Togay-Isikay et al. [13] studied 345 consecutive patients using carotid ultrasound, 102 patients out of them had stroke and TIA. They found that the prevalence of MV among all study population was 24.6%, and among patients with a history of IS or TIA, it was 15.7% which is slightly higher than ours. Kinking followed by tortuosity was the most common MV encountered by them which was different from our findings. Unlike our results, they observed statistically significant MV in females > 60 years, while there was no sex difference in patients < 60 years. Their patients’ MV were bilateral in CA in 48%; in the remaining patients, the MV of the left side were common than those of the right like our results. They noticed that MV have no significance as a risk factor for stroke or any cerebrovascular disease.

Martins and colleagues [7] studied 19,804 patients with multiple risk factors not including IS (D.M., AF, hypertension, and hyperlipidemia). They used carotid ultrasound and detected MV of the ICA among 13.52% among their patient, which is slightly higher than our prevalence. Kinking followed by coiling was the most common MV detected by them which was not in concordance with our results. The prevalence of MV was higher among older age and female patients and was in the left ICA in most patients. Again, their results were in concordance with the results of our study. Contrary to our results, they observed that only kinking of ICA was significantly correlated with IS. Moreover, they found significant hemodynamic disorders in the ICA associated with kinking, which related to the occurrence of IS. The differences between their findings and ours could be attributed to their large sample size and the small number of patients with kinking examined by us.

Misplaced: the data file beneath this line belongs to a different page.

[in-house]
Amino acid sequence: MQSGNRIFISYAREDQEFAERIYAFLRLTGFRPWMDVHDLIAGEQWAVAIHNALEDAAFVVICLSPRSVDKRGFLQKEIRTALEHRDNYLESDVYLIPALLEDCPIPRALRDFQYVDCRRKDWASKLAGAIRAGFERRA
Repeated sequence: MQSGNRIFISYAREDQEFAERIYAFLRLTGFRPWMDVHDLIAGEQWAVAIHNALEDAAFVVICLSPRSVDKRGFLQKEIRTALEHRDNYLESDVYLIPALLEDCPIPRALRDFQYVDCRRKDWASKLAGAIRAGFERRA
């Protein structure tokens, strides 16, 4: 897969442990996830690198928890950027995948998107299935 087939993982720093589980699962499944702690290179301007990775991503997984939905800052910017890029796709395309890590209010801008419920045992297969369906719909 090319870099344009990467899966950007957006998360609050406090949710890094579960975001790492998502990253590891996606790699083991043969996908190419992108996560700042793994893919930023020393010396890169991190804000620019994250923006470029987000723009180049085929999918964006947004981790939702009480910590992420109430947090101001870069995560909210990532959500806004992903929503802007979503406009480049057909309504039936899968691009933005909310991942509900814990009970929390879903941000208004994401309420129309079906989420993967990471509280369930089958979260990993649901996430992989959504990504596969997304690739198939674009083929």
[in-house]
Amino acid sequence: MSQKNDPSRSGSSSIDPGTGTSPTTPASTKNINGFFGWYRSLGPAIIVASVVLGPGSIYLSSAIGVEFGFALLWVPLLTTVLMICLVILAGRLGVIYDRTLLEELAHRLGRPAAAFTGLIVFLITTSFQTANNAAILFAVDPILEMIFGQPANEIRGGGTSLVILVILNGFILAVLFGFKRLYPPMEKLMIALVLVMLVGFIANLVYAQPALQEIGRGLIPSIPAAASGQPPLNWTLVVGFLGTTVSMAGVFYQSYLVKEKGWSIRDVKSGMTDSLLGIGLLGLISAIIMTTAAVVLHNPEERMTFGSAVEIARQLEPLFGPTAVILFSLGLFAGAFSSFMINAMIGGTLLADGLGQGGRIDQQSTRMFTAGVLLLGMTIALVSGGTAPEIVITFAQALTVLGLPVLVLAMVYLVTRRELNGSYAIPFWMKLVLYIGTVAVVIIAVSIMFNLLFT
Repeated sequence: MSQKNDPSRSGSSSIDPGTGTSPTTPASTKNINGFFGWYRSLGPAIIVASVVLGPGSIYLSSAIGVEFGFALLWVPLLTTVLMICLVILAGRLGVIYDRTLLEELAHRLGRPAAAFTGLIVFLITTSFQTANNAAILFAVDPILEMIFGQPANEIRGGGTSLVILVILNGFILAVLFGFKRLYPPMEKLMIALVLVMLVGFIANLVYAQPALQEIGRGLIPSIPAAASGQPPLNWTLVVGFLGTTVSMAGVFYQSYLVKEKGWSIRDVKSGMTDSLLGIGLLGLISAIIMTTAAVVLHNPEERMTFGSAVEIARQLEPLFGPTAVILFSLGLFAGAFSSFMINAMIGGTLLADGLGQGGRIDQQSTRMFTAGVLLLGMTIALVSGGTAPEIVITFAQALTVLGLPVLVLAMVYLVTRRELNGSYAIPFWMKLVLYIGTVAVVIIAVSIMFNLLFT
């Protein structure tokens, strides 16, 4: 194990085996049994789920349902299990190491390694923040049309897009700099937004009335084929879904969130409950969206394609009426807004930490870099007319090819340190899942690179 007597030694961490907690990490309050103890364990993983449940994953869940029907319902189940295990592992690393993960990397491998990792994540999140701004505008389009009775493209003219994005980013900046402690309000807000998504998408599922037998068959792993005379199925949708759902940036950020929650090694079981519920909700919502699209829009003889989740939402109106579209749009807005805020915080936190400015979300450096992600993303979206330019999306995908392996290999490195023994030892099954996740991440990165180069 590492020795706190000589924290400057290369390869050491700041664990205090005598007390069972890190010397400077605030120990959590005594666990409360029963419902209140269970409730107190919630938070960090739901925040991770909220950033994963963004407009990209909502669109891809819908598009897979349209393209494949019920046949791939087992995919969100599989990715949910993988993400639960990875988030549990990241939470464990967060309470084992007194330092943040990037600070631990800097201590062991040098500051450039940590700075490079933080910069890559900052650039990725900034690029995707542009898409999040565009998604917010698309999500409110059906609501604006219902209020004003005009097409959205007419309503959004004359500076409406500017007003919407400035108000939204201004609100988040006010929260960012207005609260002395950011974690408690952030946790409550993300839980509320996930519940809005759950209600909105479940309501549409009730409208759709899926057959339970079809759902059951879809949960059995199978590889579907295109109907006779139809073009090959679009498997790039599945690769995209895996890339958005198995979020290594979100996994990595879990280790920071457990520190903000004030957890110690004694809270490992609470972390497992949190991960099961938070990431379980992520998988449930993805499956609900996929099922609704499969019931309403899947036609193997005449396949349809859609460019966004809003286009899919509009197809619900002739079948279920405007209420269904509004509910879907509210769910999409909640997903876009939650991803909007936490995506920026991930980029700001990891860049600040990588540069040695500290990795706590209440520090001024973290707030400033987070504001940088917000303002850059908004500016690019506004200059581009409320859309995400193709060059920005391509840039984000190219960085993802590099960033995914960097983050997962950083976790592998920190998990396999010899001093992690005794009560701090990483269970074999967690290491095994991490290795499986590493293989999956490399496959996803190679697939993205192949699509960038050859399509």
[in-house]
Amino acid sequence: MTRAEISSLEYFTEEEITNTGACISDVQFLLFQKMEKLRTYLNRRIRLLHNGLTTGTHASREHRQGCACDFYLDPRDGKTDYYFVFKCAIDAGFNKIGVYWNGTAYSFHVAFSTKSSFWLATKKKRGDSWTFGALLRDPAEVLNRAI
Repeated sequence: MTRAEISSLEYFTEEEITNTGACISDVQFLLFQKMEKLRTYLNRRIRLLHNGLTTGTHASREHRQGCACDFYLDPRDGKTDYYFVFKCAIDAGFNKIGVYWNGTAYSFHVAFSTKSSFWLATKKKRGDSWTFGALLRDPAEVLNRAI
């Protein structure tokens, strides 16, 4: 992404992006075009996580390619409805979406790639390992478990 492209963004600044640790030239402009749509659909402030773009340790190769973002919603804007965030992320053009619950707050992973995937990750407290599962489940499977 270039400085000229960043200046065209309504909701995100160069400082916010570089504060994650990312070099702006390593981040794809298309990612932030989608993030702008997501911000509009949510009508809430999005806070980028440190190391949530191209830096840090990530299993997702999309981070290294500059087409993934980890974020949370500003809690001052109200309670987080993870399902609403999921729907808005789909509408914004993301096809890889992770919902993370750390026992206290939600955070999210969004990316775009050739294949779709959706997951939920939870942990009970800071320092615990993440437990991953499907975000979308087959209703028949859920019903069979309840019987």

Our results were higher than the rate recorded by Yi-Sin study [6] who used carotid ultrasound to study the prevalence of ICA MV among 615 patients with various risk factors (D.M., hypertension, IS, and hyperlipidemia). He found that the prevalence among the general population was 4.1% and the prevalence among IS patients was 4.7% only. The big differences between our MV prevalence and his prevalence could be attributed to the different ethnicity as the Asian population has intracranial vascular changes common than extracranial vascular changes [18, 19]. He found also that ICA MV are not related to IS occurrence and stroke severity, which was like our findings. From previous results, we could conclude that the prevalence of MV among the Egyptian population lies midway between high prevalence among Caucasians and low prevalence among the Asian population.

Beigelman et al. [20] examined 60 consecutive stroke patients with carotid kinking using carotid ultrasonography and found no differences between flow velocity assessed at the level of kinking compared to the normal vessel. They concluded that carotid kinks are not a mechanism of acute cerebral ischemia which was similar to our results.

Sang Mi-Noh and Kang [21] examined 27 stroke patients using CTA to examine the relation between carotid artery morphology and the occurrence of IS, and they found that ICA MV has a significant impact on the IS occurrence. These positive results could be attributed to the use of CTA in their research which made them detect more number of MV in addition to their small sample size which made positive relation more likely.

Conclusion

Morphological variations in the course of the internal carotid artery are frequently observed during carotid ultrasound study. According to our study, their presence was associated with aging, female gender, and vascular risk factors as diabetes and hypertension. The results of this study also indicate that MV are not associated with an increased risk of ischemic stroke. Further large population-based studies are encouraged to estimate whether MV are associated with an increased risk of CVS or not.